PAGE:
In his past two movies, Quentin Tarantino went wider in scale than he ever had before, allowing Inglorious Basterds and Django Unchained to depict the time period their stories were set in an appropriately sweeping manner. One got a sense of the scale of depravity that Nazi’s and slave owners in these movies were inflicting on individuals via the scope that each plot possessed. Now, with his newest film, The Hateful Eight, Tarantino goes smaller, much much smaller. Much more in the vein of Reservoir Dogs, The Hateful Eight sticks to one location for the majority of its run time and centers itself on eight morally dubious individuals existing a few years after the Civil War has concluded. And none of these eight fellows can be trusted.
Why are they all stuck together in this singular environment? Well, a blizzard has forced them all into Minnie’s Haberdashery, a place where they can all stay until the storm blows over. These eight residents are Major Marquis Warren (Samuel L. Jackson), John Ruth (Kurt Russell) and his prisoner Daisy Domergue (Jennifer Jason Leigh), future sheriff Chris Mannix (Walton Goggins). runner of the Haberdashery Bob (Damian Bichir), Oswaldo Mobray (Tim Roth), Joe Gage (Michael Madsen) and former Confederate General Sandy Smithers (Bruce Dern). And when you toss all of these fellows into one confined area for an extended period of time, well, tempers are bound to flare up.
With a story structure that’s taking a cue from Agatha Christie, the script by Tarantino has lured a murderer’s row of excellent actors to play the various illicit souls in The Hateful Eight, and thankfully, none of em drop the ball in the acting department. That’s a relief considering how reliant the entire feature is on the sundry of conflicts that emerge from the eight individuals bouncing off each other. Top marks must go to Jennifer Jason Leigh, who gets some of the features most memorable moments, and a delightful Walton Goggins, who couldn’t be more of a pastiche of a “good o’l southern boy” unless he was sipping on sarsaparilla throughout his screentime.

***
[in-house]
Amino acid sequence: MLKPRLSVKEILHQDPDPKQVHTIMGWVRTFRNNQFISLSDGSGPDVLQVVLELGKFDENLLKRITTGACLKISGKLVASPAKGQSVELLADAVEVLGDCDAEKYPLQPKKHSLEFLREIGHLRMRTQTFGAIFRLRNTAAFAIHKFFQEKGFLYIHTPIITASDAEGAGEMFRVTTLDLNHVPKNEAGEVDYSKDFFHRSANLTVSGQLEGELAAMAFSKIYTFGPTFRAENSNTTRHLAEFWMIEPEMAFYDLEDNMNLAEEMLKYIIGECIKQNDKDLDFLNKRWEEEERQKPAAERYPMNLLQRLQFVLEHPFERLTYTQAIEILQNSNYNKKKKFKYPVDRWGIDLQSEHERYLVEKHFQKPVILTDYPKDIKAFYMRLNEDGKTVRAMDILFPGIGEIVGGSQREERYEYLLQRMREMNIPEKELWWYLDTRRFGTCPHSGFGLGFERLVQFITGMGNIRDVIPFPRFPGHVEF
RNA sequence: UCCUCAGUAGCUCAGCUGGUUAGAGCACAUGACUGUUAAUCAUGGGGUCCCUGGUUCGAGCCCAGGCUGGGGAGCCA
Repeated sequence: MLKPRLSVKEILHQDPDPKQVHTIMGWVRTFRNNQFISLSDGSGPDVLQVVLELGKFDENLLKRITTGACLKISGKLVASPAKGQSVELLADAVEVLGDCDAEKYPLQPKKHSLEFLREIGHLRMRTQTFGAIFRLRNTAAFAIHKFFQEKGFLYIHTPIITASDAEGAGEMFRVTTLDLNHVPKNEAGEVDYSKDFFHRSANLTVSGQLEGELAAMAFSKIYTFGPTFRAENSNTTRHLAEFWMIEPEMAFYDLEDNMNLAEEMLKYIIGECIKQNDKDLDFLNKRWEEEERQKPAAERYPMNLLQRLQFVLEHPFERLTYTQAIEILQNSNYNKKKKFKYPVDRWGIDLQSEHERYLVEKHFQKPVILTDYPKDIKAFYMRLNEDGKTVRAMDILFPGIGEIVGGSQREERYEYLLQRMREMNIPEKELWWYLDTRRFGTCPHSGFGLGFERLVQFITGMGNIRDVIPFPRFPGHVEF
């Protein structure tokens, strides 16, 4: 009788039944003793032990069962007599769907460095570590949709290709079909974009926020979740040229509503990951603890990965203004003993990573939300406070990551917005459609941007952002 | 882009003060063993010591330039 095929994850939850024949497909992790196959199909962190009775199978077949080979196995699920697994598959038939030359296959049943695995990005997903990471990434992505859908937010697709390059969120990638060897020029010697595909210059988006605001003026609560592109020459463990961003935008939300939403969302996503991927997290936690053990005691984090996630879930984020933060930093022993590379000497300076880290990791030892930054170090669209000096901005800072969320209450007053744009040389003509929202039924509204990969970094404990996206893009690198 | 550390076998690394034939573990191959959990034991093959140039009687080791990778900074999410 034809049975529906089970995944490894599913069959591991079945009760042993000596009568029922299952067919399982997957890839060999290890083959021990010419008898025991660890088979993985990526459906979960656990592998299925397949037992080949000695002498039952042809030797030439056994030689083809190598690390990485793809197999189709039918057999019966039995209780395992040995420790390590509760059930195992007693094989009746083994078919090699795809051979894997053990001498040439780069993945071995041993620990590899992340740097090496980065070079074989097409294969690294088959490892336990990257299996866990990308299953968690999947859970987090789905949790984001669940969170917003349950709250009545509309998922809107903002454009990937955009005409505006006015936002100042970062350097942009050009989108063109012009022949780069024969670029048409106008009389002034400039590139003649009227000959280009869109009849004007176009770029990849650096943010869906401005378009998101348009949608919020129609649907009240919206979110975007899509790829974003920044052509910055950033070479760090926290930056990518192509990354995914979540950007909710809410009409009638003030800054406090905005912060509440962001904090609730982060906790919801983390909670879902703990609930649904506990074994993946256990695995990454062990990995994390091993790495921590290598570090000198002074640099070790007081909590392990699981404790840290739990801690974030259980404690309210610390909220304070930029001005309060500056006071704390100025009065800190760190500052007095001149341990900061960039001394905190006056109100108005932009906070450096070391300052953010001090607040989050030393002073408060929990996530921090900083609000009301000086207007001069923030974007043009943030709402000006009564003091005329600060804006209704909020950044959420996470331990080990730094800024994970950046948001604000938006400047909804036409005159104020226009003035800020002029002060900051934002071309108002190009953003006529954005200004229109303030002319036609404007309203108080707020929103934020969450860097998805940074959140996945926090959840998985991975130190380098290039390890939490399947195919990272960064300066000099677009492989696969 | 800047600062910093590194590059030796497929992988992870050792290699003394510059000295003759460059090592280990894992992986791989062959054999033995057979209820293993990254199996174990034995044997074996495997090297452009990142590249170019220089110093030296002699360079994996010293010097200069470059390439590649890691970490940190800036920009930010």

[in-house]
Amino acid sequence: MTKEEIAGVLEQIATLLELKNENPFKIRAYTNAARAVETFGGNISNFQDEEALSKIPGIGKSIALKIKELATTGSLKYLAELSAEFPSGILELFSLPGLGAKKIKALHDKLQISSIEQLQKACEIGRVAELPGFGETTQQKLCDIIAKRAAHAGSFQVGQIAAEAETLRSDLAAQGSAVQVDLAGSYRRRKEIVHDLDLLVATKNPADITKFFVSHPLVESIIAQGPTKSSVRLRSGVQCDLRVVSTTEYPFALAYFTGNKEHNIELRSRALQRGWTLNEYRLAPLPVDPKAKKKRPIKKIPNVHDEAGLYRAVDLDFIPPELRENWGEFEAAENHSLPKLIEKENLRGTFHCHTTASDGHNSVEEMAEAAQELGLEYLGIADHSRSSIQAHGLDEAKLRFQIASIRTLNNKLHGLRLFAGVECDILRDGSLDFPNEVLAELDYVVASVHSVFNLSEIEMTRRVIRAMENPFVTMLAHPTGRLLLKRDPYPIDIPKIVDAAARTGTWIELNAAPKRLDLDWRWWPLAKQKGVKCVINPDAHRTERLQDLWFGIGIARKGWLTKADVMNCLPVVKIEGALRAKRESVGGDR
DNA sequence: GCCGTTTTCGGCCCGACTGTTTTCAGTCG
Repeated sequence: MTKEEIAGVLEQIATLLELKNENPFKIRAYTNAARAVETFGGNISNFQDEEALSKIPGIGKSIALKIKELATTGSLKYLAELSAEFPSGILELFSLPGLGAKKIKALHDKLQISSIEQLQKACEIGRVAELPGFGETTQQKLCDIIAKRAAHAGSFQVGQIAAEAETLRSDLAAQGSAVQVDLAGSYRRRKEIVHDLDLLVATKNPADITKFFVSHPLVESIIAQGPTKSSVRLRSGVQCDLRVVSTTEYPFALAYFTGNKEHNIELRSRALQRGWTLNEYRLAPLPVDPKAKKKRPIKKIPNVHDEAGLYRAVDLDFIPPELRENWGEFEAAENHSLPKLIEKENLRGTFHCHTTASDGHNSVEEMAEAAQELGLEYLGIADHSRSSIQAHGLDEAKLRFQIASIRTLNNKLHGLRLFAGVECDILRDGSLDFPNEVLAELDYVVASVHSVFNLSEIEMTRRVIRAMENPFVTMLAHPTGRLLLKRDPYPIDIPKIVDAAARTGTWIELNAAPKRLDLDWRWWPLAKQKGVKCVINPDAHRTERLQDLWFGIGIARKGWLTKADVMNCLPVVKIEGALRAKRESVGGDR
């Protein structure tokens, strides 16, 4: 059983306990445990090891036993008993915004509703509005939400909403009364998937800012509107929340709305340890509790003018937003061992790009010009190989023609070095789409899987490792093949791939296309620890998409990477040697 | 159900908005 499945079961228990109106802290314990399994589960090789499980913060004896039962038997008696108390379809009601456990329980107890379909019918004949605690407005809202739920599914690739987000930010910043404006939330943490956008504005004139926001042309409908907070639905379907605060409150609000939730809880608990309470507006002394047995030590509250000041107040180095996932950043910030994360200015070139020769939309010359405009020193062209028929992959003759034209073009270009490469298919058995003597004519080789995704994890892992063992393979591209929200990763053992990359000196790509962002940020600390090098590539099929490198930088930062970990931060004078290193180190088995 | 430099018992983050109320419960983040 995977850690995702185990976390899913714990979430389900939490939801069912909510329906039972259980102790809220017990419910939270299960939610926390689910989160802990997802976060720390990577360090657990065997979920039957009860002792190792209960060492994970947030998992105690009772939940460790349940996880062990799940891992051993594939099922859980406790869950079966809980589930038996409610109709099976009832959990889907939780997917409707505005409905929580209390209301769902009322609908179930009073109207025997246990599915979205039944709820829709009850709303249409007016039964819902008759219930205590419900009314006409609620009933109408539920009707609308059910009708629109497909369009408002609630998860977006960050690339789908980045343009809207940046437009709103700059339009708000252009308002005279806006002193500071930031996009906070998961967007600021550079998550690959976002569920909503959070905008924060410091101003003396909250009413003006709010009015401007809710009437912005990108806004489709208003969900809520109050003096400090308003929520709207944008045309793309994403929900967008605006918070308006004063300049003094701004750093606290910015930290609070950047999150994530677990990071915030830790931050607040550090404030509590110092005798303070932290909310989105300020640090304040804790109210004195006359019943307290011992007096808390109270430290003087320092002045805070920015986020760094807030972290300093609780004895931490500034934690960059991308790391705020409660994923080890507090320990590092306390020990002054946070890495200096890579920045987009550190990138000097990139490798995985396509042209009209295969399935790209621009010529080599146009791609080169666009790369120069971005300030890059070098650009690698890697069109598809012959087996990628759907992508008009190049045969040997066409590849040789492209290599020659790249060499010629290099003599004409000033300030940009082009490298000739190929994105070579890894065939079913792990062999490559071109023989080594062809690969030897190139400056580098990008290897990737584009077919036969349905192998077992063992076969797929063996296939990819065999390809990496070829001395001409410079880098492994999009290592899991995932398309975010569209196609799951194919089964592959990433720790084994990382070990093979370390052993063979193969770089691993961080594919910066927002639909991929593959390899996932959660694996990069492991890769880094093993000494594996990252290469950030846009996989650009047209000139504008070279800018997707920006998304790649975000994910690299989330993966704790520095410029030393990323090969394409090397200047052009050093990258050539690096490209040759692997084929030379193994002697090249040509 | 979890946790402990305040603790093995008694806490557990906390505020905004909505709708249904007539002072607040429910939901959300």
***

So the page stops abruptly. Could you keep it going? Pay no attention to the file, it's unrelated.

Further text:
Impounded into a solitary domain for a better part of the feature allows Tarantino and cinematographer Robert Richardson ample opportunity to show true inventiveness when it comes to visually depicting the interior of the Haberdashery without the style of the movie descending into repetition nor having the placement of the camera taking precedent over the features characters and story. Tarantino obviously wants to pay homage to the films of the past that he adores (hence the 70mm Roadshow presentation) but he doesn’t want that to come at the cost of creating a new film future generations can similarly cherish.
Having pretty much every figure who waltzes into The Hateful Eight be a figure of loathsome character might have come across as overwhelming in another filmmakers hand, and for some viewers, it may be too much, I freely admit. For me though, I found it actually kind of masterful how The Hateful Eight managed to suck me into it’s realm of overwhelming degeneracy and keeping me invested for the entirety of its running time. Yes, every person in the film is of considerable immortality, but there’s never an attempt to play any of the characters in the film as “kewl antiheroes” or “misunderstood loners”. Tarantino presents an unflinching look at the human incarnations of vice and asks for us to watch them turn on each other as tensions in the small location mount. There is no good guy audience POV character we can turn to to avert our eyes from the incessant vileness of this films cast, no, he wants us to gaze upon the wickedness and realize the very real places their reprobate nature stems from.
That’s another advantageous part of the movie, the fact that it’s conveying grander themes in the character dynamics of these nefarious characters, specifically the interactions between Smithers, Mannix (both of these guys fought for the Confederacy) and Warren. Trust me, if you felt Tarantino saying cops shouldn’t kill innocent unarmed African-Americans was too politically charged, you’ll need smelling salts before the twenty minute mark. For the rest of us, we can all enjoy the 70mm malicious glory of The Hateful Eight.
(And yes, that’s my playbill from the 70mm screening of Hateful Eight I attended. The film looked great and I’m pleased to report that there was nary a technical hiccup during my 70mm screening of the feature!)